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Holtville Woman, Wanting A Better Future, Reached for Her Dreams

HOLTVILLE — Pregnant at age 15 and a teenage bride a few years later, life has been a series of struggles for Kimberly Schiltz. Yet through faith, the inspiration of her mother and two children, and a drive to inspire others, the Holtville working single parent has come a long way.

Recently, after a long, circuitous path to get where she is today, Schiltz completed her final class on April 18 for a Bachelor of Arts in Liberal Studies (multi-subject education) through San Diego State University-Imperial Valley campus in Calexico.  

“I aspire to make a difference in young children and hope they can grow up with good morals and values if they are instilled in children at a young age,” she said. Schiltz plans to become an elementary school teacher. 

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As a counselor announced the various awards students earned during Schiltz’s class of 2020 graduation ceremony via Zoom, she was surprised to receive the BRAGG award, which stands for “be kind, respect your reputation, act with accountability, grow with your experiences, and grow a growth mindset.”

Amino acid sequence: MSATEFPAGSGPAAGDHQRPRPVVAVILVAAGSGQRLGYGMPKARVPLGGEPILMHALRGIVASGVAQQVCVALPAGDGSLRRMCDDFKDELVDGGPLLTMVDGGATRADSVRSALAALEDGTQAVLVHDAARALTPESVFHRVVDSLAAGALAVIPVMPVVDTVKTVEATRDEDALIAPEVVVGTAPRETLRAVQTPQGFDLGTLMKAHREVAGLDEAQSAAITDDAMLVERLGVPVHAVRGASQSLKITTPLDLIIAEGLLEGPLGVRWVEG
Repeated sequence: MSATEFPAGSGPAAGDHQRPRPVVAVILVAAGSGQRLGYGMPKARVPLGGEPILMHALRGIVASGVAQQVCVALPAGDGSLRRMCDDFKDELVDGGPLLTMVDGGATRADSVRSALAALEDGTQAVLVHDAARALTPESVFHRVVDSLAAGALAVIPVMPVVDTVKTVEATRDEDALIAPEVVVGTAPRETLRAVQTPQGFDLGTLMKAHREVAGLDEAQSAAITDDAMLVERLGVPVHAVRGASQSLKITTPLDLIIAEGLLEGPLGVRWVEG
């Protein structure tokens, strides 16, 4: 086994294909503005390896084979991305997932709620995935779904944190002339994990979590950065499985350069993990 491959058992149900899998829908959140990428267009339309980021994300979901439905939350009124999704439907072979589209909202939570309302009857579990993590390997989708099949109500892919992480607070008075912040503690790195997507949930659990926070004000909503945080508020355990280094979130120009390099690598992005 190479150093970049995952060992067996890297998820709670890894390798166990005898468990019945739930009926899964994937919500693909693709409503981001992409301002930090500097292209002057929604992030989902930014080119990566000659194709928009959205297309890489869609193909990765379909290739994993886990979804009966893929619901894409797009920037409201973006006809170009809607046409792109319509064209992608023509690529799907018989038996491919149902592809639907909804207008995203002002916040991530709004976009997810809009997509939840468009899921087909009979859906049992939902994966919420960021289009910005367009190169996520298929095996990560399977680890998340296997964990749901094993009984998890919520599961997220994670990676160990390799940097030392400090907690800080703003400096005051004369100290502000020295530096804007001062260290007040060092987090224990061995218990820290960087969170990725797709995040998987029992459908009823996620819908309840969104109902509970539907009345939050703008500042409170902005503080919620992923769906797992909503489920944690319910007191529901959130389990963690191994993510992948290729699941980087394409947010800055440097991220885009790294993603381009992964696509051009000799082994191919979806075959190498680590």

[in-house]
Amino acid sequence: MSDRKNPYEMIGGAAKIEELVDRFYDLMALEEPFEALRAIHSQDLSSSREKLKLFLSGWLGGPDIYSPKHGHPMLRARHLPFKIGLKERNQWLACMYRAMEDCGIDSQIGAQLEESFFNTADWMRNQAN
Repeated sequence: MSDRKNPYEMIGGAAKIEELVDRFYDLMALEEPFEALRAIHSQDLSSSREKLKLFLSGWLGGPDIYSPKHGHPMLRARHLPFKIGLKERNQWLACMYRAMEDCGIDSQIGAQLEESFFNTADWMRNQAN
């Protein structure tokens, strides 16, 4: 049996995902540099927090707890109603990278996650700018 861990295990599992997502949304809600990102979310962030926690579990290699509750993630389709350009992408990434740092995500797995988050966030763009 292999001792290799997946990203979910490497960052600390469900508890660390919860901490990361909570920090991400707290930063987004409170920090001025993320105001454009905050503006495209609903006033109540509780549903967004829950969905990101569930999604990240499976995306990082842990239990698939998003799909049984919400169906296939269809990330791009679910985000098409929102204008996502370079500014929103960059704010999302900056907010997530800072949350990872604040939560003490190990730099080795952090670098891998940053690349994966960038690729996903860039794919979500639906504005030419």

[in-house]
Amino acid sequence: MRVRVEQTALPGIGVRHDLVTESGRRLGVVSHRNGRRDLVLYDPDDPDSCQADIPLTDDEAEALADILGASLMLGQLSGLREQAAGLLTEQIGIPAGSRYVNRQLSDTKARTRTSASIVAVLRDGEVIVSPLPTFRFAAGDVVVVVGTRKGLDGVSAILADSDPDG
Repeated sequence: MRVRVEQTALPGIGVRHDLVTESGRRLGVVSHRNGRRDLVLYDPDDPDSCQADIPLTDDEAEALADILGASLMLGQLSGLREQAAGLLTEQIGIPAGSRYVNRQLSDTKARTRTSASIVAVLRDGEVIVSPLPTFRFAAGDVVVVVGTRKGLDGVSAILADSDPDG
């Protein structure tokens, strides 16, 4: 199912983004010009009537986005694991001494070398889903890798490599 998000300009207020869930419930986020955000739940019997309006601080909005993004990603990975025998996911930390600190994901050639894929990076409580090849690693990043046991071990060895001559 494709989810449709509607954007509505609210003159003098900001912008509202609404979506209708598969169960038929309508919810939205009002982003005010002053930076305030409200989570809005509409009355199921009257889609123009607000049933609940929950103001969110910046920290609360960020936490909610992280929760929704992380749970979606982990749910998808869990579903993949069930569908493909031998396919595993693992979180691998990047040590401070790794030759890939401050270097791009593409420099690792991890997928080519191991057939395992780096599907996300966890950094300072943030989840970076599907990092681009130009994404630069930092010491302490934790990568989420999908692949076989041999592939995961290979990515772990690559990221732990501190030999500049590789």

Schiltz was one of three Imperial Valley students awarded this honor. When asked what she attributed her getting this award, she said, “Displaying academic responsibility and honesty.”   

Pursuing a college degree to build a better tomorrow for her children has been challenging — childcare, housing, and putting food on table proved difficult — but Schiltz was determined to succeed.

Schiltz’s inspiration has been her mother, Angela Marlow, and her two children, Alexis Piper, a 14-year-old freshman at Holtville High School, and Dillon Anzures, her 6-year-old son in first grade at Finley Elementary School.

“My mom is my inspiration,” Schiltz said. “She raised me as a single mom and always did everything that she needed to do to provide for me and my two sisters. My kids are also my inspiration, and I can be an inspiration to them as well.”

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When asked how she has overcome challenges in life, Schiltz said, “I faced them head on with the support of family, friends, and my church family.”   

Seeking a Different Way

Schiltz tells how she grew up in Holtville and moved to Indiana after her freshmen year in high school at age 14. Then she got pregnant at age 15 and had a daughter two days after she turned 16. Six months after her daughter was born, Schiltz and her mother moved back to Holtville.